weekly revenue figure the cost of the heroin sold, which he determined to be $900 per week. Thus respondent determined that petitioner's weekly net income was $1,200, resulting in net income for the 25 weeks of $30,000. Respondent allowed no other expenses to petitioner in calculating the amount of his unreported income.

Under section 6851 respondent terminated petitioner's 1972 year as of November 30, 1972. Respondent then assessed and collected $3,179 tax for that period. Petitioner did not file his 1972 income tax return until September 4, 1973. On his return he reported wages of $370 and other income of $5,392. Respondent in his statutory notice of deficiency determined that petitioner had $24,608 of additional income which he had failed to report on his return. After allowing petitioner the standard deduction and a personal exemption, respondent calculated that petitioner had a total tax liability of $8,994 and a deficiency in tax of $8,356. Respondent allowed as a credit against the tax owed the $3,179 which he had earlier collected from petitioner.

OPINION

The first issue is whether petitioner has overcome the presumptive correctness of respondent's determination that petitioner had unreported net profits from the sale of narcotics in 1972.

At the trial petitioner made an oral motion to shift the burden of proof to respondent and called the revenue agent as a witness in support of his motion. The revenue agent testified in detail regarding the method he employed in computing petitioner's income for 1972. He obtained the factual basis for his computation of omitted income attributable to sales of heroin from statements of two confidential informers and information from the Drug Enforcement Administration of the Department of Justice, the Yakima Police Department, and the Spokane Police Department. The burden was on petitioner to show that respondent's determination was arbitrary and unreasonable. Helvering v. Taylor, 293 U.S. 507 (1935); Harold E. Harbin, 40 T.C. 373, 376 (1963). On the evidence presented we held that respondent's determination was not arbitrary and unreasonable and denied petitioner's motion to shift the burden of proof. While the revenue agent's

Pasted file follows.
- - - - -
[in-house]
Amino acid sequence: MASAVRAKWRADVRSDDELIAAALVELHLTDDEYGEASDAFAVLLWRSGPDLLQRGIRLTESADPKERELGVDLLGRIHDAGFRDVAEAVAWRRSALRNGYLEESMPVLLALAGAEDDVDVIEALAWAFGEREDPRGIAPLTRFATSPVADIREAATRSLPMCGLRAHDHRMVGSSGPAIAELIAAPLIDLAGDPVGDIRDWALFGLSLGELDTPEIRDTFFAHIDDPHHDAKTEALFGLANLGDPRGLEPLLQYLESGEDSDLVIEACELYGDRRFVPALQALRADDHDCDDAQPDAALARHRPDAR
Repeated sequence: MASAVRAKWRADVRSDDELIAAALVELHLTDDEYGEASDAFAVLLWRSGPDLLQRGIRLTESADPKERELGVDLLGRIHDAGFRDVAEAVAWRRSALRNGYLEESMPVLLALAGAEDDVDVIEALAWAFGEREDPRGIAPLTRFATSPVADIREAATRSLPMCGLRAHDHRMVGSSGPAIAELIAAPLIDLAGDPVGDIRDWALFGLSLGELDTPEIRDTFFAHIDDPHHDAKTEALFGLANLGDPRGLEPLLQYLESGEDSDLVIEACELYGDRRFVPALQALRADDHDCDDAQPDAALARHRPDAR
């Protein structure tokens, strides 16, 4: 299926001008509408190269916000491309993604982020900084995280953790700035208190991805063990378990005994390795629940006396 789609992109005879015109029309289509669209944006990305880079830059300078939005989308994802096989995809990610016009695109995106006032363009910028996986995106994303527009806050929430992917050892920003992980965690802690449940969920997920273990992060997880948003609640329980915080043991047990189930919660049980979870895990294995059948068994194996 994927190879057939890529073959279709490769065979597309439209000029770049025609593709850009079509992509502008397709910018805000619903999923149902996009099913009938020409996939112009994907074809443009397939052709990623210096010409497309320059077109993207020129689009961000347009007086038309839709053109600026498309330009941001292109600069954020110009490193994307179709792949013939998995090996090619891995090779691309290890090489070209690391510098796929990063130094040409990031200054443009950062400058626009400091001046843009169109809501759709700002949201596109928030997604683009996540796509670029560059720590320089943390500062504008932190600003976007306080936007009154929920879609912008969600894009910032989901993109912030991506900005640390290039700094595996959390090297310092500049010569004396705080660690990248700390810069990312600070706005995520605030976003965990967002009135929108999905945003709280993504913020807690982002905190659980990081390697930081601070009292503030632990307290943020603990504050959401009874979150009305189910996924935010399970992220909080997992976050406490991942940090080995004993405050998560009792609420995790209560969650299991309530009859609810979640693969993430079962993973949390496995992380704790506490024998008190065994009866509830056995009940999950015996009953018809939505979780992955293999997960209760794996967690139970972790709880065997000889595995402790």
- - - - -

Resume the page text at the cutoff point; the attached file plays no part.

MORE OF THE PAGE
[67 T.C. 675]

testimony was hearsay, not admissible with respect to the substantive issue of whether petitioner had unreported income from narcotics sales, it was admissible to show how respondent arrived at his determination set forth in the statutory notice. Respondent is not required to base his determination solely on admissible evidence. Anthony Delsanter, 28 T.C. 845, 858 (1957); Terry C. Rosano, 46 T.C. 681, 687 (1966); Efrain T. Suarez, 58 T.C. 792, 817 (1972) (concurring opinion). We are still of the opinion that the determination letter was not arbitrary or unreasonable.

In view of our refusal to shift the burden of proof to respondent, the burden remains with petitioner. Rule 142, Tax Court Rules of Practice and Procedure. Petitioner's mother testified that she and her husband paid their son $370 in wages and made him cash gifts of approximately $1,600 in 1972. They also made him gifts of groceries. Petitioner elected not to take the stand and testify in his own behalf, which helps explain the meager record in this case. We conclude from the record before us that petitioner has not overcome the presumption of correctness of the statutory notice with respect to the omitted income from the sales of heroin. ‘The presumption in favor of the Commissioner is a procedural device which requires the taxpayer to come forward with enough evidence to support a finding contrary to the Commissioner's determination.’ Rockwell v. Commissioner, 512 F.2d 882, 885 (9th Cir. 1975), affg. a Memorandum Opinion of this Court, cert. denied 423 U.S. 1015 (1975). Petitioner has failed to do this.

Petitioner asserts that the Court's refusal to order respondent to disclose the names of two confidential informers who provided data upon which the deficiency was based deprived petitioner of a fair trial. We disagree.